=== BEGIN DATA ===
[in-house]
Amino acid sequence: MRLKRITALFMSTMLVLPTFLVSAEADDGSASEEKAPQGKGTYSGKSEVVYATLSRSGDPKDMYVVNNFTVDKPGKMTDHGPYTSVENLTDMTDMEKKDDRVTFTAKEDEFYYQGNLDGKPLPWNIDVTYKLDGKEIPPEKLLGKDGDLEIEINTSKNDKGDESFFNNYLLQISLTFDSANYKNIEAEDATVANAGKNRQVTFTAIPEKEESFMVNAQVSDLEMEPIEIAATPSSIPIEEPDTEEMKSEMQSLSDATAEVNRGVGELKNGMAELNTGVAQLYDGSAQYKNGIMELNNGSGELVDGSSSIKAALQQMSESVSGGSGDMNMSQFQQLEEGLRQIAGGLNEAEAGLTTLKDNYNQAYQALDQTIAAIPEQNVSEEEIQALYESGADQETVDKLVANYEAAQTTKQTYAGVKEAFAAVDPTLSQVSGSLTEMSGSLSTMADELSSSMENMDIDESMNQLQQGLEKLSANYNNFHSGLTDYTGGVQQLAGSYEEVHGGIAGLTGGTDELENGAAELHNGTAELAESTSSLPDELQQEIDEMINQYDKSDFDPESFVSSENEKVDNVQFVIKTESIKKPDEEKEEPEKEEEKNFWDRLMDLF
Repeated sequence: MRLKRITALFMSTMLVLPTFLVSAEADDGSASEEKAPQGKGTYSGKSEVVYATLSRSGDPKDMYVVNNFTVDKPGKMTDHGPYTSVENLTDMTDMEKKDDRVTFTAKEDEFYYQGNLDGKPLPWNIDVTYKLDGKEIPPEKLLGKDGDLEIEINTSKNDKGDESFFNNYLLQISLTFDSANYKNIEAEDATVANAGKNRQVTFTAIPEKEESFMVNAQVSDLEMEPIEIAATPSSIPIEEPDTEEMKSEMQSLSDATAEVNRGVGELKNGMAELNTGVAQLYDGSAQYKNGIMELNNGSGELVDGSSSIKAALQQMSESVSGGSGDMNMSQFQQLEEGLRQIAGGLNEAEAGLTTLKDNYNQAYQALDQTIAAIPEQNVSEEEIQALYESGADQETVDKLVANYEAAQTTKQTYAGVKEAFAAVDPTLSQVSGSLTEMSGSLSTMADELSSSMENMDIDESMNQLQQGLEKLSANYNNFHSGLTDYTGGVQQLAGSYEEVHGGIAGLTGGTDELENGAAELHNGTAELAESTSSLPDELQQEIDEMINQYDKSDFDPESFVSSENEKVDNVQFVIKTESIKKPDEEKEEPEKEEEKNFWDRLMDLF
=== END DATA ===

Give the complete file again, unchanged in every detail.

[in-house]
Amino acid sequence: MRLKRITALFMSTMLVLPTFLVSAEADDGSASEEKAPQGKGTYSGKSEVVYATLSRSGDPKDMYVVNNFTVDKPGKMTDHGPYTSVENLTDMTDMEKKDDRVTFTAKEDEFYYQGNLDGKPLPWNIDVTYKLDGKEIPPEKLLGKDGDLEIEINTSKNDKGDESFFNNYLLQISLTFDSANYKNIEAEDATVANAGKNRQVTFTAIPEKEESFMVNAQVSDLEMEPIEIAATPSSIPIEEPDTEEMKSEMQSLSDATAEVNRGVGELKNGMAELNTGVAQLYDGSAQYKNGIMELNNGSGELVDGSSSIKAALQQMSESVSGGSGDMNMSQFQQLEEGLRQIAGGLNEAEAGLTTLKDNYNQAYQALDQTIAAIPEQNVSEEEIQALYESGADQETVDKLVANYEAAQTTKQTYAGVKEAFAAVDPTLSQVSGSLTEMSGSLSTMADELSSSMENMDIDESMNQLQQGLEKLSANYNNFHSGLTDYTGGVQQLAGSYEEVHGGIAGLTGGTDELENGAAELHNGTAELAESTSSLPDELQQEIDEMINQYDKSDFDPESFVSSENEKVDNVQFVIKTESIKKPDEEKEEPEKEEEKNFWDRLMDLF
Repeated sequence: MRLKRITALFMSTMLVLPTFLVSAEADDGSASEEKAPQGKGTYSGKSEVVYATLSRSGDPKDMYVVNNFTVDKPGKMTDHGPYTSVENLTDMTDMEKKDDRVTFTAKEDEFYYQGNLDGKPLPWNIDVTYKLDGKEIPPEKLLGKDGDLEIEINTSKNDKGDESFFNNYLLQISLTFDSANYKNIEAEDATVANAGKNRQVTFTAIPEKEESFMVNAQVSDLEMEPIEIAATPSSIPIEEPDTEEMKSEMQSLSDATAEVNRGVGELKNGMAELNTGVAQLYDGSAQYKNGIMELNNGSGELVDGSSSIKAALQQMSESVSGGSGDMNMSQFQQLEEGLRQIAGGLNEAEAGLTTLKDNYNQAYQALDQTIAAIPEQNVSEEEIQALYESGADQETVDKLVANYEAAQTTKQTYAGVKEAFAAVDPTLSQVSGSLTEMSGSLSTMADELSSSMENMDIDESMNQLQQGLEKLSANYNNFHSGLTDYTGGVQQLAGSYEEVHGGIAGLTGGTDELENGAAELHNGTAELAESTSSLPDELQQEIDEMINQYDKSDFDPESFVSSENEKVDNVQFVIKTESIKKPDEEKEEPEKEEEKNFWDRLMDLF